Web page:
However, as Honda is finding out in China, over time, cheap labor in outsourcing countries becomes less cheap. That can be expected to happen in Mexico. But also the truth that Congressman Dingle doesn’t want to admit is that for 25-30 years (say, 1945-1974), the domestic US auto industry was an oligopoly, with all the characteristics that one sees in an oligopoly: limited price competition, limited innovation, etc. The Big 3 operated under a price umbrella erected by GM. This was no secret to anyone, including the government’s antitrust enforcers, who were busy doing things like attacking IBM (remember that?); but it worked politically because the Big 3 were politically savvy (thanks, Congressman Dingell!) and shared the wealth with their workers.

    All of this was at the expense of the American consumer, of course; but they were told that larger social goals trumped sound economics. Now, the oligopoly has been busted up by a Japan and Germany that recovered from the devastation of World War II, and the European/Japanese market looks much more like the US market than previously (more wealth in those countries; relatively more expensive fuel here than had been the case) so, the party’s over in the US.

    Labor laws have the perverse effect of driving production offshore, too. While Nissan, Honda, Benz, BMW and I don’t know who else elect to build the cars in the US — by choice! — they do so in non-unionized plants in right-to-work states. Meanwhile, because the Big 3 are union shops, they are legally precluded from setting up non-union plants in Tennessee, Alabama or South Carolina or anywhere else in the US . . . but they can do so in Mexico!

    So, that’s where the jobs go, if you’re Ford, GM or Chrysler.

    And now, you understand why Big Labor was/is so opposed to NAFTA. Canada is, of course, at least as unionized as the US and has no wage advantage, so the concern is Mexico.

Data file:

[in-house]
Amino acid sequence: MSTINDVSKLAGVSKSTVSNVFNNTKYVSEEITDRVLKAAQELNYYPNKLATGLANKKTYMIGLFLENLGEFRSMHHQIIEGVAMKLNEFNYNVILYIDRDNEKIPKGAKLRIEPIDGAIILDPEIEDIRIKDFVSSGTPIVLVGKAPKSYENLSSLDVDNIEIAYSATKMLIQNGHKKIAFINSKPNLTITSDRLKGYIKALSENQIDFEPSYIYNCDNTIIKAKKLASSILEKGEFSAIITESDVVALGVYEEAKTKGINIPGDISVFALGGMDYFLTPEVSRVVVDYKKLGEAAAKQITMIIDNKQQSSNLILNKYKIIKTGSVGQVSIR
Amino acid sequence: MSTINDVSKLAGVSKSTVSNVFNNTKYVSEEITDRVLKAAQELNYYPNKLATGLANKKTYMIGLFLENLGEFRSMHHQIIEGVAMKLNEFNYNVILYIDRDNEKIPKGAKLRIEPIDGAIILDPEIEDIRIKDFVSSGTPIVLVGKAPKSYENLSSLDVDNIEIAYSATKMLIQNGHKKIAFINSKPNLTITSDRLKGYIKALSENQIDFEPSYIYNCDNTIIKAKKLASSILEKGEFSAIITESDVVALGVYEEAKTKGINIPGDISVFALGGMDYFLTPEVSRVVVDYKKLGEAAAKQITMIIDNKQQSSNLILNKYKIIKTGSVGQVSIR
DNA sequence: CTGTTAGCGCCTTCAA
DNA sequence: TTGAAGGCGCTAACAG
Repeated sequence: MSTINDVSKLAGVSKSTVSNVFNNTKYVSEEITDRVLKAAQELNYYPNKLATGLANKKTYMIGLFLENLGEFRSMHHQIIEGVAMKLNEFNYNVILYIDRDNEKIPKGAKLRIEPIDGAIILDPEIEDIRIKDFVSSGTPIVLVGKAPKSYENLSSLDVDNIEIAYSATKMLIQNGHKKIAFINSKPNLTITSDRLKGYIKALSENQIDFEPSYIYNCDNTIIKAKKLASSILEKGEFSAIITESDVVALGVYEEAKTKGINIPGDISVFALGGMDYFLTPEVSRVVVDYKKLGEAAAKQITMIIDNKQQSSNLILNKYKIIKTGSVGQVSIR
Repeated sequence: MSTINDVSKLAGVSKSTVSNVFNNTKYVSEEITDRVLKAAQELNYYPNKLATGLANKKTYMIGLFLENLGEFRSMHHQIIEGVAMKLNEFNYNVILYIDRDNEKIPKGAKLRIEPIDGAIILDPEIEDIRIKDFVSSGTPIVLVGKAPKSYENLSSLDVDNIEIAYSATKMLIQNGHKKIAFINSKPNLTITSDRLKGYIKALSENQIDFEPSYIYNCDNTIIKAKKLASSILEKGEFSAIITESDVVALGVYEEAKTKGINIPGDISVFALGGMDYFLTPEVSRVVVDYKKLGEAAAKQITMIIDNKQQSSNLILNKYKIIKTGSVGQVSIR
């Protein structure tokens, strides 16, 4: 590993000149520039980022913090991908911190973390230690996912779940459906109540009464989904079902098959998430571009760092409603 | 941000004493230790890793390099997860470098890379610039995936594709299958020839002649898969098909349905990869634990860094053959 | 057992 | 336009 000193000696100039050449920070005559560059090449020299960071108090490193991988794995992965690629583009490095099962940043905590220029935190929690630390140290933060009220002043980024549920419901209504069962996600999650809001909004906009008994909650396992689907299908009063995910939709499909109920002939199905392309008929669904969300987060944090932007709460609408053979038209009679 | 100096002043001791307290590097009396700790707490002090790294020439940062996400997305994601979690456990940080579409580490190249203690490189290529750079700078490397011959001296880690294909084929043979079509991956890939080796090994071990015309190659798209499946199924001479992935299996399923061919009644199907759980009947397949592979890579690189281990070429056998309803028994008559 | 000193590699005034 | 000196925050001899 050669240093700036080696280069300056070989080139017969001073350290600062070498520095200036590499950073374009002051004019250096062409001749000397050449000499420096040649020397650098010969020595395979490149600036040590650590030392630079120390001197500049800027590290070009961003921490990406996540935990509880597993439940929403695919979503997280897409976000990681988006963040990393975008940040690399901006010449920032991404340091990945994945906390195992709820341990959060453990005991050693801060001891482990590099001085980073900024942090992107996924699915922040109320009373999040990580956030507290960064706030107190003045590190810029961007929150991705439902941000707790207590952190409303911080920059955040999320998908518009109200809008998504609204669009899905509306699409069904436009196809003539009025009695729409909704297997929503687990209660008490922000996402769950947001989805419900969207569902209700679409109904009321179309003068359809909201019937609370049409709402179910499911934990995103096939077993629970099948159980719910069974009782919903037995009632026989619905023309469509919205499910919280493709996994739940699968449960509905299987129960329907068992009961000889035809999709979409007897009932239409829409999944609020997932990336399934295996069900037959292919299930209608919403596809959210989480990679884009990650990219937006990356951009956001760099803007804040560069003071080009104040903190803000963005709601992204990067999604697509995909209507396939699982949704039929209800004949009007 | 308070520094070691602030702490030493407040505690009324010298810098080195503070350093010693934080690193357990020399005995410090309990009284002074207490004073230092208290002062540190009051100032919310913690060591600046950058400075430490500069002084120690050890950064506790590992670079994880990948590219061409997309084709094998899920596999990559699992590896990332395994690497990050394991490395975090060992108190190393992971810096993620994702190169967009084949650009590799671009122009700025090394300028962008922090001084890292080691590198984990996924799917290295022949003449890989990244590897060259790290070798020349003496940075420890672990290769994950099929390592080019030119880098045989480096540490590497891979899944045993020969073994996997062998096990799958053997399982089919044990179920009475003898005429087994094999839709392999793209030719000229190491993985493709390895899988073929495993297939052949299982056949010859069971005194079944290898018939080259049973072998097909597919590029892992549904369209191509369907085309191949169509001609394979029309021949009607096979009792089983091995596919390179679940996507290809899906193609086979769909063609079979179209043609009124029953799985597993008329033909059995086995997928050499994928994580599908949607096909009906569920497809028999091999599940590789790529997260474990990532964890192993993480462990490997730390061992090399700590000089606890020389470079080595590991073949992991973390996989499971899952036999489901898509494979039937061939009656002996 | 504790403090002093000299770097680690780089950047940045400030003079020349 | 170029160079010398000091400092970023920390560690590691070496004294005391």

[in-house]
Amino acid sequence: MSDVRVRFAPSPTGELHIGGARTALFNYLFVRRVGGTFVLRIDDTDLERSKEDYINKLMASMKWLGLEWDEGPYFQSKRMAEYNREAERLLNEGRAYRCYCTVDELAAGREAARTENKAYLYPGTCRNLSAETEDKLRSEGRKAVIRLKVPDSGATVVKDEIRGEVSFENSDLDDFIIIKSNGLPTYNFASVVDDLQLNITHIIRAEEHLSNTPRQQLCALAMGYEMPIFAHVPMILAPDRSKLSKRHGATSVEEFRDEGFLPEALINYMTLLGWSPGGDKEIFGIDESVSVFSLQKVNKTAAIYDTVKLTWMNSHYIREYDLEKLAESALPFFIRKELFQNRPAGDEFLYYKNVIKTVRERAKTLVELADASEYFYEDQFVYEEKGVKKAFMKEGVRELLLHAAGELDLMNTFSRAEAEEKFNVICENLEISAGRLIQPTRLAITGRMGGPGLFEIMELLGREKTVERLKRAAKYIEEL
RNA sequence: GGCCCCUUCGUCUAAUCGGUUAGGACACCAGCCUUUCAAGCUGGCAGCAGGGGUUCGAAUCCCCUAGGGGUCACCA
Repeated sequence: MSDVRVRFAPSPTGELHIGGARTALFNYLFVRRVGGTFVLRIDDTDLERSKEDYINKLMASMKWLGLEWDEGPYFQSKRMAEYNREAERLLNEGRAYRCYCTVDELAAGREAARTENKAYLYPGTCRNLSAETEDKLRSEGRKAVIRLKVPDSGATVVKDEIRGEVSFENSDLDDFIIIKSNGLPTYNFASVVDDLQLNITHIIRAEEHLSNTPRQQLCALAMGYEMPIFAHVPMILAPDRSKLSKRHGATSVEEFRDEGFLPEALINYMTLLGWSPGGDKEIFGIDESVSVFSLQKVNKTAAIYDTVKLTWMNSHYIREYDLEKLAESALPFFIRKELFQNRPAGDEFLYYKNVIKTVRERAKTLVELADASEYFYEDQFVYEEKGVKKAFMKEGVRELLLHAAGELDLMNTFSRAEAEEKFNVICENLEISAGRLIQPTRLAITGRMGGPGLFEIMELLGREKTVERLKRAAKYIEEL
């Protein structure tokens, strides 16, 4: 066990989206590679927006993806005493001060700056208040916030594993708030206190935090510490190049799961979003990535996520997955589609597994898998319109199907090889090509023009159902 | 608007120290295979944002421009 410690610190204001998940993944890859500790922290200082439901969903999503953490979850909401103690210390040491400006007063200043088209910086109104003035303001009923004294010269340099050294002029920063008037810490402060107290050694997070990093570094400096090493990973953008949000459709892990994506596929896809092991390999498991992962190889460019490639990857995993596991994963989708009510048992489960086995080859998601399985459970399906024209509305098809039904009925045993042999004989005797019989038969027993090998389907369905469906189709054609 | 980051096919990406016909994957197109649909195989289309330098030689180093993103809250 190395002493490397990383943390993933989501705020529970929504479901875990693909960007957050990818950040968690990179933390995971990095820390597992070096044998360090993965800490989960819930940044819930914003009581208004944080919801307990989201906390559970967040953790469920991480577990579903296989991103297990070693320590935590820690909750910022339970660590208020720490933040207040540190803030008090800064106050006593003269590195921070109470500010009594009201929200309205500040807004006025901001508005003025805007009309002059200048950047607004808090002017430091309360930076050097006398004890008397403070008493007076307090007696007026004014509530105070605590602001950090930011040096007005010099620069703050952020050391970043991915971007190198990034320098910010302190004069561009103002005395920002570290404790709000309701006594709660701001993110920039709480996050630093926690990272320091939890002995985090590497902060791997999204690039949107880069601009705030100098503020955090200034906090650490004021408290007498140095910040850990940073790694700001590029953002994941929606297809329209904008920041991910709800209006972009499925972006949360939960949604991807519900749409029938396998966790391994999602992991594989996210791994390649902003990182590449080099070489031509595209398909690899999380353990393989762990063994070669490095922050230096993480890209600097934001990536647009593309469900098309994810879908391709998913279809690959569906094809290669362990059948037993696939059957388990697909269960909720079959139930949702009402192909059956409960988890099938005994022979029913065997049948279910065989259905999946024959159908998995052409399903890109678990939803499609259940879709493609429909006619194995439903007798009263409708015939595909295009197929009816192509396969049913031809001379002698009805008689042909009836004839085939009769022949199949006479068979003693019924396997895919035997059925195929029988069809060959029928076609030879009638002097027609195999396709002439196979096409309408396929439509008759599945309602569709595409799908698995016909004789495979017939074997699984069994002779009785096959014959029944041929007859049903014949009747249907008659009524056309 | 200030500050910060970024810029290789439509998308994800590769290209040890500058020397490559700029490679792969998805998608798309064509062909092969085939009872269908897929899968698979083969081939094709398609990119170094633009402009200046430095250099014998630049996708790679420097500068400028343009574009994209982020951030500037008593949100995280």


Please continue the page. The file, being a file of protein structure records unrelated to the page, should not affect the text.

And no one’s commented on the fact that Ford Motor’s Mexican-built Fusion/Milan cars have amassed a record of reliability that’s right up there with the best of the Japanese brands.

    • 0 avatar

      Yes, Dingell’s a D. I have no idea how that came out with an “R” there. Fixed.
      And no one’s commented on the fact that Ford Motor’s Mexican-built Fusion/Milan cars have amassed a record of reliability that’s right up there with the best of the Japanese brands.
      This is the real killer because it takes out a lot of value-based justification for paying US assembly labor so much more. Which leaves only political justifications… and you’ve done a good job of explaining where that leads.

    • 0 avatar

      Have you seen the employment situation in Mexico? Why do you think so many people are crossing into the US illegally?

      They can make much more money here, enough to live off of and send enough to support their families.

      Last I read, unemployment was ridiculously high in Mexico, and I don’t think any of the automakers have to worry about increasing wages at all in Mexico when there are bodies stacked 4 or 5 deep as far as the eye can see ready to take those $4/hour jobs.

    • 0 avatar
      celebrity208

      +1 DC Bruce
      In addition to the wonderful articles composed by the TTAC ‘staff’ it is the insightful commentary provided by TTAC’s B&B that, combined, compel me to repeatedly check TTAC through out the day. Hurray for all of us, and thanks.

    • 0 avatar
      Doc

      DC Bruce,

      I could not agree more with what you are saying. A lot of people, especially here in Detroit, believe that the entire car buying public should be obligated to overpay for cars so that a small group of privileged unskilled workers can get paid 3 times what they are worth.

    • 0 avatar
      jpcavanaugh

      DCBruce – you have hit it. The outsourcing is a direct result of US labor laws. In my state of Indiana, we have have assembly plants for Subaru, Toyota and Honda. All are located in non-union farming areas. The jobs at these plants are highly sought after and are hard to get in their areas because they pay better than anything else around. But they do not pay what the UAW jobs do in the more industrial areas of the state (GM truck in Fort Wayne and Chrysler’s transmission operations in Kokomo).